Paul Van Buynder, Chief Medical Health Officer for Fraser Health, said the move was "necessary to ensure a safe drinking water supply."
"Over the years, the water system had been compromised on many occasions resulting in fecal coliform and E. coli bacteria," Van Buynder said in a statement.
"I recognize that the outcome is not what many of Chilliwack residents had hoped for, but given the system vulnerabilities, no other option meets required drinking water safety standards."
The city’s emergency chlorination system must now be upgraded to a permanent, full time system. The change will cost the city an estimated $1.5 million and residents in Chilliwack can expect an increase of three percent increase in water user fees.
Mayor Sharon Gaetz said she was extremely disappointed with the news.
"Everyone in the city is disappointed. I cannot think of an issue that's been more strongly fought in the community,” Gaetz said on Thursday.
Chilliwack resident Kim Reimer, who has organized an online petition against the chlorination, told CBC News the battle isn't over.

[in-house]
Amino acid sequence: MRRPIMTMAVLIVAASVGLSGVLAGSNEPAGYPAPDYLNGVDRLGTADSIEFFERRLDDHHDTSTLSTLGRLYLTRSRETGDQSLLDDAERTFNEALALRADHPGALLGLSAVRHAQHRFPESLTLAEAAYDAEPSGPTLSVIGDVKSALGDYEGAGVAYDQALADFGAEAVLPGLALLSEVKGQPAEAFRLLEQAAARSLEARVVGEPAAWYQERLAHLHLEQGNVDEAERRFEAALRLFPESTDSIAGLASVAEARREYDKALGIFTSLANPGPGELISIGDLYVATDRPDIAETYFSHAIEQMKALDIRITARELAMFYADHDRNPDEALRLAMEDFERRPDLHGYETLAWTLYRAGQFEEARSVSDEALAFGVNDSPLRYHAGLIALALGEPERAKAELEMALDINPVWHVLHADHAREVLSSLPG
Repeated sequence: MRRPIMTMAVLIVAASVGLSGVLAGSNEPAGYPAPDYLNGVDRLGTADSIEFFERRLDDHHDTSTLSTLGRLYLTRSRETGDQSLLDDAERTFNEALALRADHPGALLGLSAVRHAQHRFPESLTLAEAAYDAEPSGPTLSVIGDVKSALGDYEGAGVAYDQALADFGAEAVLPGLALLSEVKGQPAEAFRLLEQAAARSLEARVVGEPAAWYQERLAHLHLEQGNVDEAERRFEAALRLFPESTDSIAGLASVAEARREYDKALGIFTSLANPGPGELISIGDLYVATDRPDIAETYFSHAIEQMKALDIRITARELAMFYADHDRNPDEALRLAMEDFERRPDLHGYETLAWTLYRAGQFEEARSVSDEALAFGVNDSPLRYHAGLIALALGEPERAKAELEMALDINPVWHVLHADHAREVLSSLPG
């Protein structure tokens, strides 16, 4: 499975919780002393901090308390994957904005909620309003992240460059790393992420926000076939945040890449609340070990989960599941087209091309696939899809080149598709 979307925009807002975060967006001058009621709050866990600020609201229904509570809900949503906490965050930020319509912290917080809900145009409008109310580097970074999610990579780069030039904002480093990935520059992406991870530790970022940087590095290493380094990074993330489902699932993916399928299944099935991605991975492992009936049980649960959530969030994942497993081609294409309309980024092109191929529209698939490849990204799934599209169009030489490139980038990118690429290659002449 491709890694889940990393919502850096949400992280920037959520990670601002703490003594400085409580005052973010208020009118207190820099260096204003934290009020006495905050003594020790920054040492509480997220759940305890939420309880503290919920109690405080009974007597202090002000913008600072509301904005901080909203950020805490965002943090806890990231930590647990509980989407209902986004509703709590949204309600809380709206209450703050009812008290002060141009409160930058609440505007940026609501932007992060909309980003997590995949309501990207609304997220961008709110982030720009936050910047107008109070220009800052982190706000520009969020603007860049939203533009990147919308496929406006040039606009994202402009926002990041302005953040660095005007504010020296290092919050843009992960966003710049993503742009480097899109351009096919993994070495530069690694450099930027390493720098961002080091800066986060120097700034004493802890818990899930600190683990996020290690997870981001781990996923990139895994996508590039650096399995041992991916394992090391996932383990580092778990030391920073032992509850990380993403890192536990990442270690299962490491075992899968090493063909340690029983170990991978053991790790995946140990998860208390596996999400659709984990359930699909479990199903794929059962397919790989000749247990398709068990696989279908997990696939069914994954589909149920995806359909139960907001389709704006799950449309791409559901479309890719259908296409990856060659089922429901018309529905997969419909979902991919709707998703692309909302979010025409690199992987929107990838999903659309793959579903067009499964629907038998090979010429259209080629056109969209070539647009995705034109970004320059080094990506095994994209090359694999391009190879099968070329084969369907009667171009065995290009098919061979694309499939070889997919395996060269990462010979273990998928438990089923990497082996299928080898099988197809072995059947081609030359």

"We're not done, we're going to continue to fight for the fact that nobody had a say,” Reimer said.
In early February, Fraser Health ordered the city to chlorinate their water after previous tests showed traces of E.Coli bacteria.
Weeks later, Chilliwack started emergency chlorination of its water system after E. coli was found in the Greendale area of the city.
Van Buynder said a subsequent investigation carried out by city staff confirmed vulnerabilities in the system including "a number of residences with dual systems and without backflow prevention ... by which pathogens can enter the distribution system."Suggest a correction